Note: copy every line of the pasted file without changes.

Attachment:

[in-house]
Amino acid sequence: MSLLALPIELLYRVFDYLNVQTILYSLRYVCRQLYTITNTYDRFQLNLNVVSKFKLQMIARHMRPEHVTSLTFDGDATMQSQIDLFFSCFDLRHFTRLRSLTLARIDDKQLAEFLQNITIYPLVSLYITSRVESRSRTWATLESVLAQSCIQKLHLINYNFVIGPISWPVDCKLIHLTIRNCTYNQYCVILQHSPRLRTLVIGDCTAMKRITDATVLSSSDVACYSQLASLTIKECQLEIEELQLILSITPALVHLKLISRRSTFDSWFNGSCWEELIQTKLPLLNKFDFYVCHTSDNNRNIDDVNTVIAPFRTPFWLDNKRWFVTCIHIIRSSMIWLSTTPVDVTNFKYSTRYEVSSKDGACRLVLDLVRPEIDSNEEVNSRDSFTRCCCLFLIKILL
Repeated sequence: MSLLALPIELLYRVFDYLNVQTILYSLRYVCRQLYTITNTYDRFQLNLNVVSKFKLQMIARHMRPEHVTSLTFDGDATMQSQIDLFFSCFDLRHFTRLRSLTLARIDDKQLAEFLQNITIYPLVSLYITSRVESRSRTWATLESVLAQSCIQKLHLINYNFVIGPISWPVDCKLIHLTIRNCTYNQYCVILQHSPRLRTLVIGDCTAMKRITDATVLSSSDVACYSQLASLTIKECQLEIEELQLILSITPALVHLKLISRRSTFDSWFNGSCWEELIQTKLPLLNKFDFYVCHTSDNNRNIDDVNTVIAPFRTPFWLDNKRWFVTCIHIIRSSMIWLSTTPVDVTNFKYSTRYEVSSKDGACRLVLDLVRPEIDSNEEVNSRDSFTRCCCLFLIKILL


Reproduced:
[in-house]
Amino acid sequence: MSLLALPIELLYRVFDYLNVQTILYSLRYVCRQLYTITNTYDRFQLNLNVVSKFKLQMIARHMRPEHVTSLTFDGDATMQSQIDLFFSCFDLRHFTRLRSLTLARIDDKQLAEFLQNITIYPLVSLYITSRVESRSRTWATLESVLAQSCIQKLHLINYNFVIGPISWPVDCKLIHLTIRNCTYNQYCVILQHSPRLRTLVIGDCTAMKRITDATVLSSSDVACYSQLASLTIKECQLEIEELQLILSITPALVHLKLISRRSTFDSWFNGSCWEELIQTKLPLLNKFDFYVCHTSDNNRNIDDVNTVIAPFRTPFWLDNKRWFVTCIHIIRSSMIWLSTTPVDVTNFKYSTRYEVSSKDGACRLVLDLVRPEIDSNEEVNSRDSFTRCCCLFLIKILL
Repeated sequence: MSLLALPIELLYRVFDYLNVQTILYSLRYVCRQLYTITNTYDRFQLNLNVVSKFKLQMIARHMRPEHVTSLTFDGDATMQSQIDLFFSCFDLRHFTRLRSLTLARIDDKQLAEFLQNITIYPLVSLYITSRVESRSRTWATLESVLAQSCIQKLHLINYNFVIGPISWPVDCKLIHLTIRNCTYNQYCVILQHSPRLRTLVIGDCTAMKRITDATVLSSSDVACYSQLASLTIKECQLEIEELQLILSITPALVHLKLISRRSTFDSWFNGSCWEELIQTKLPLLNKFDFYVCHTSDNNRNIDDVNTVIAPFRTPFWLDNKRWFVTCIHIIRSSMIWLSTTPVDVTNFKYSTRYEVSSKDGACRLVLDLVRPEIDSNEEVNSRDSFTRCCCLFLIKILL